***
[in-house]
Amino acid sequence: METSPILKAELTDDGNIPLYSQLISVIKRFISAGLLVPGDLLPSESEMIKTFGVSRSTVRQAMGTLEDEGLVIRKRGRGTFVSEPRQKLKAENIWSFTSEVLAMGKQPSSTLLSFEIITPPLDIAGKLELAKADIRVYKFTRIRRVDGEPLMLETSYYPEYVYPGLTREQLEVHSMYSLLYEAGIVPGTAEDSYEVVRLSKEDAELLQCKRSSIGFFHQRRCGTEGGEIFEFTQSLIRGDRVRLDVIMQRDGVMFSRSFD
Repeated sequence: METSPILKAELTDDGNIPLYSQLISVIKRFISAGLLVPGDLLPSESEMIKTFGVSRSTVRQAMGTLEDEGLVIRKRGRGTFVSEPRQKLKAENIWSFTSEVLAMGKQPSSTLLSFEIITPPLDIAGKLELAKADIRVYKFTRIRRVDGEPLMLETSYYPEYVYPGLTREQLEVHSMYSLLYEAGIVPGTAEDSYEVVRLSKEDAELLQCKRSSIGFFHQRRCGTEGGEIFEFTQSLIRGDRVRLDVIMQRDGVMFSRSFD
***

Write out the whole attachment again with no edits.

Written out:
[in-house]
Amino acid sequence: METSPILKAELTDDGNIPLYSQLISVIKRFISAGLLVPGDLLPSESEMIKTFGVSRSTVRQAMGTLEDEGLVIRKRGRGTFVSEPRQKLKAENIWSFTSEVLAMGKQPSSTLLSFEIITPPLDIAGKLELAKADIRVYKFTRIRRVDGEPLMLETSYYPEYVYPGLTREQLEVHSMYSLLYEAGIVPGTAEDSYEVVRLSKEDAELLQCKRSSIGFFHQRRCGTEGGEIFEFTQSLIRGDRVRLDVIMQRDGVMFSRSFD
Repeated sequence: METSPILKAELTDDGNIPLYSQLISVIKRFISAGLLVPGDLLPSESEMIKTFGVSRSTVRQAMGTLEDEGLVIRKRGRGTFVSEPRQKLKAENIWSFTSEVLAMGKQPSSTLLSFEIITPPLDIAGKLELAKADIRVYKFTRIRRVDGEPLMLETSYYPEYVYPGLTREQLEVHSMYSLLYEAGIVPGTAEDSYEVVRLSKEDAELLQCKRSSIGFFHQRRCGTEGGEIFEFTQSLIRGDRVRLDVIMQRDGVMFSRSFD